Empathy & Resilience: The Essence of My Work As a Professional Photographer

Photography has been a part of my world for most of my life. It all started in high school. My dad was a hunter and in the off-season he took up photography so he could still be out in nature. He bought himself a camera and helped me buy one too. I fell in love with it, but I did not think of a professional photographer as something I could do for a living. I was more inclined to standard livelihoods. I got my degree in psychology, taught myself computers and went into the tech field.

I worked at ExactTarget for six years and before that as an independent contractor for computer-related companies. I enjoyed moving from project to project and could feel my entrepreneurial spirit guiding my choices. However, owning my own business was not what drove me to start my own photography studio. My decision was based more on a lifestyle choice. I love photography, and the pace of a freelancer appeals to me. While many entrepreneurs enjoy the day-to-day management of running a business, that part of working for yourself isn’t what excited me. What I wanted was to spend my days enjoying my career and working with people I like! Photography was the perfect path to pursue.

My work means that I have busy periods where my weeks are full with photographing clients. Then I will have downtime where I edit the photos and take time to recharge. I believe that time to unwind and regroup leads to resilience, a term in psychology defined as the ability to handle challenges that come into our lives. When the annoyances of every day really get under our skin, where every moment is filled to the brim, we are less able to build the energy needed to have resilience. It’s not easy to manage our world with clarity and calmness. I find that because my work allows me to regularly regenerate my energy and creative juices, I am much better able to do good work and live a happier life.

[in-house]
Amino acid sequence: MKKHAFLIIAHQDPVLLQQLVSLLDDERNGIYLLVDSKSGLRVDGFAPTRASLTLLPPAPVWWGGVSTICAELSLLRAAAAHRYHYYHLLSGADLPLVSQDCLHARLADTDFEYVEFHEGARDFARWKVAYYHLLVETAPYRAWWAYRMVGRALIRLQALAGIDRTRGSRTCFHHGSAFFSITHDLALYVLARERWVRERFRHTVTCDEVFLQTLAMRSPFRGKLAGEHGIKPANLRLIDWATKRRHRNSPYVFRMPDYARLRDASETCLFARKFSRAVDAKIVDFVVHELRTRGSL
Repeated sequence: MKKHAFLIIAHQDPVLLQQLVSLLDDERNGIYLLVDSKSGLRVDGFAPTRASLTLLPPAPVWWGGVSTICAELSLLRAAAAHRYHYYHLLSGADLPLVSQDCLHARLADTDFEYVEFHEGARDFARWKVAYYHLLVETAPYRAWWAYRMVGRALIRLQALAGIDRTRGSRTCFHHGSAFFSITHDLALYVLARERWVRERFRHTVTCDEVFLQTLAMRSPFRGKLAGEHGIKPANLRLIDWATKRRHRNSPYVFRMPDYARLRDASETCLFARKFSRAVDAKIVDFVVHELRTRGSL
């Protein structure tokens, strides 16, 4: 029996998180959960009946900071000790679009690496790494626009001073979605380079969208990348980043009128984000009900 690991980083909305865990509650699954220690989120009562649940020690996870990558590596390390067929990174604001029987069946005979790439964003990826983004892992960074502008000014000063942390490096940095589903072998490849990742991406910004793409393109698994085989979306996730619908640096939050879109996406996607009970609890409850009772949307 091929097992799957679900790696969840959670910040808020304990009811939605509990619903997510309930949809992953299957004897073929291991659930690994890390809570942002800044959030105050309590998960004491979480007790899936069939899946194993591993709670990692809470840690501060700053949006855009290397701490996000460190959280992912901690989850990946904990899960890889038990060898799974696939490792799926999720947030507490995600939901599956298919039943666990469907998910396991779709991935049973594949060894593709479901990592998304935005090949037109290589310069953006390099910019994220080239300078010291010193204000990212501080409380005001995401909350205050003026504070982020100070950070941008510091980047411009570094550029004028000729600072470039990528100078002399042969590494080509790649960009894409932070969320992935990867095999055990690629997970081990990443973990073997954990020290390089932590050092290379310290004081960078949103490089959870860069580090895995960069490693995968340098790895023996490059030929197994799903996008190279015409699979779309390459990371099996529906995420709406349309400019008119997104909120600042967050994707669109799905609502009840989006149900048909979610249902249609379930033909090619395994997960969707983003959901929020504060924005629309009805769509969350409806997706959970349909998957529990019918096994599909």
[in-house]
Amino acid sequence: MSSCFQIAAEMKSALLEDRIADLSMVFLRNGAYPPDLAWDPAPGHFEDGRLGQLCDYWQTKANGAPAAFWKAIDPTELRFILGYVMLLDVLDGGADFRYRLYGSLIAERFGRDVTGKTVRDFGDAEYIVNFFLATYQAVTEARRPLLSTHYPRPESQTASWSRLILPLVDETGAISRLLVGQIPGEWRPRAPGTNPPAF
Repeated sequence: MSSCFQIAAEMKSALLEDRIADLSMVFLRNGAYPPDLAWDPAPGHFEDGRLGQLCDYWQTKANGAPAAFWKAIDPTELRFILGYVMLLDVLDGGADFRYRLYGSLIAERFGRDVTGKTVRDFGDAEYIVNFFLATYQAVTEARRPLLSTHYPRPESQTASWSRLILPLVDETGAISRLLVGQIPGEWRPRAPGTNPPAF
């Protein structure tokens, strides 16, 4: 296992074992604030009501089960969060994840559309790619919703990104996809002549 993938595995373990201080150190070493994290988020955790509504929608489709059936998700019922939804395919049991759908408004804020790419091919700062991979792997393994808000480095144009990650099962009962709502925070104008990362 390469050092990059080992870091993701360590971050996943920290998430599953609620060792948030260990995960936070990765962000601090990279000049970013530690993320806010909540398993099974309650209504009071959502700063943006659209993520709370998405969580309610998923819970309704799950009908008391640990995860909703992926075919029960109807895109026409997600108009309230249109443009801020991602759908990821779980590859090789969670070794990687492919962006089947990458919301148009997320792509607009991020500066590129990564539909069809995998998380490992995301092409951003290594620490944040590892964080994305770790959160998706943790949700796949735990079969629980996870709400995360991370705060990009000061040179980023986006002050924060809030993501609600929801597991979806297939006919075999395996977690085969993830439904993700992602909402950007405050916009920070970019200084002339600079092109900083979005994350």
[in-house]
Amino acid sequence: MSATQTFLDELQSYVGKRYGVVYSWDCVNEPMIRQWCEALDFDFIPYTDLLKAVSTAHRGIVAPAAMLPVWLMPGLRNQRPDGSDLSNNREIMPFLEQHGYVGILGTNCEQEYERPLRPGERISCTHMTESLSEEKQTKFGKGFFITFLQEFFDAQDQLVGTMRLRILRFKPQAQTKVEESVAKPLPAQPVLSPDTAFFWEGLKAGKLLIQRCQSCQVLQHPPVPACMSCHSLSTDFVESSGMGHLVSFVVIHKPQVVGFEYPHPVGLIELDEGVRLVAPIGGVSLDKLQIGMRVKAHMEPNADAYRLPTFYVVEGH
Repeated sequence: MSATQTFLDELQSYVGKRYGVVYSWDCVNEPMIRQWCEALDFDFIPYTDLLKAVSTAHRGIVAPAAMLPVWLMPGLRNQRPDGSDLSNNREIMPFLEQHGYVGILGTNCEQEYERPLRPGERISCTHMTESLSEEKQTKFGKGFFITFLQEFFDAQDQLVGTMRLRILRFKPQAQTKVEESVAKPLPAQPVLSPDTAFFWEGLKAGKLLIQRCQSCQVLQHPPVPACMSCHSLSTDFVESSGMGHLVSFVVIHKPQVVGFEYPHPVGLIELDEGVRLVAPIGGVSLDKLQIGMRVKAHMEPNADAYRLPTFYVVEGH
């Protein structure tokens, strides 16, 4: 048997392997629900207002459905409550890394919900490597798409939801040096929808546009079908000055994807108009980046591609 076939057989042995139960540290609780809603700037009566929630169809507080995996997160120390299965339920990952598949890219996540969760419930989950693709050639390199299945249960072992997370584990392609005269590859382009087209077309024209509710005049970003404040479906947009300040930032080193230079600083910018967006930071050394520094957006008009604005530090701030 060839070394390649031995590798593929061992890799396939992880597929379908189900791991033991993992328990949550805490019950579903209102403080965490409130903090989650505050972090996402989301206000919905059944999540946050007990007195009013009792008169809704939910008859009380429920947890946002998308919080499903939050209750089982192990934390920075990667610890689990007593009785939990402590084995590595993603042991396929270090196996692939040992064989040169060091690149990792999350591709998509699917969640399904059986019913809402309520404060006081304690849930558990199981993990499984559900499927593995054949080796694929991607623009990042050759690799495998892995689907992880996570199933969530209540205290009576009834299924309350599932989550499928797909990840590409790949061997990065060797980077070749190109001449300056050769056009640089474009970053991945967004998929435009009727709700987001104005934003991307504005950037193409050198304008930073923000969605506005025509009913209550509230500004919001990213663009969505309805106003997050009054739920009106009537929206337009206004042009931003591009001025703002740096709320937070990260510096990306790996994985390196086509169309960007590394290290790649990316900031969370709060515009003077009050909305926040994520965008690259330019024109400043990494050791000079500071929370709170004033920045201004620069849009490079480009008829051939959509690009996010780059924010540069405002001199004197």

Dittoe_Kasie_professional headshots

Working with people is why I enjoy specializing in professional headshots. However, to be successful at my work I have to come into each project with an authentically positive attitude. Most people are not comfortable in front of a camera, so I must put them at ease to allow their personality to shine through. By being truly happy and at peace, ready to get to know them and address any concerns they have, I am much better able to mirror back the energy my clients need to have to achieve a good headshot. Empathy is a large part of setting people at ease. By not overbooking myself and taking time to relax, I am better able to practice empathy and therefore do good work.

So, when you set a professional headshot appointment with me, be prepared to be met by a relaxed, interested person who will help you enjoy the experience. Genuine smiles come out of people who are genuinely enjoying themselves – it is this energy that I am always trying to achieve when I work with my clients.